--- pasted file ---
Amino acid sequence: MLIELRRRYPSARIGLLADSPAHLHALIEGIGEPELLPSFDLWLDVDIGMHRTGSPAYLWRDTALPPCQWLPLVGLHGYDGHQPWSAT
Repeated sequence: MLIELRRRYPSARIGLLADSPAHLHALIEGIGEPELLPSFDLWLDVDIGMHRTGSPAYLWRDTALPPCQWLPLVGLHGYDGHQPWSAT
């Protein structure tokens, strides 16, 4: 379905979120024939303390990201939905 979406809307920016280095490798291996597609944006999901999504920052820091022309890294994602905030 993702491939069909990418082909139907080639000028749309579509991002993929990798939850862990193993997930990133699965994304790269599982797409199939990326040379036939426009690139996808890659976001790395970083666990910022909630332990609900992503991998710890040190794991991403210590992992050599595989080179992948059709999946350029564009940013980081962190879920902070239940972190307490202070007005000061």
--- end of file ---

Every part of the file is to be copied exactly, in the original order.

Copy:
Amino acid sequence: MLIELRRRYPSARIGLLADSPAHLHALIEGIGEPELLPSFDLWLDVDIGMHRTGSPAYLWRDTALPPCQWLPLVGLHGYDGHQPWSAT
Repeated sequence: MLIELRRRYPSARIGLLADSPAHLHALIEGIGEPELLPSFDLWLDVDIGMHRTGSPAYLWRDTALPPCQWLPLVGLHGYDGHQPWSAT
């Protein structure tokens, strides 16, 4: 379905979120024939303390990201939905 979406809307920016280095490798291996597609944006999901999504920052820091022309890294994602905030 993702491939069909990418082909139907080639000028749309579509991002993929990798939850862990193993997930990133699965994304790269599982797409199939990326040379036939426009690139996808890659976001790395970083666990910022909630332990609900992503991998710890040190794991991403210590992992050599595989080179992948059709999946350029564009940013980081962190879920902070239940972190307490202070007005000061």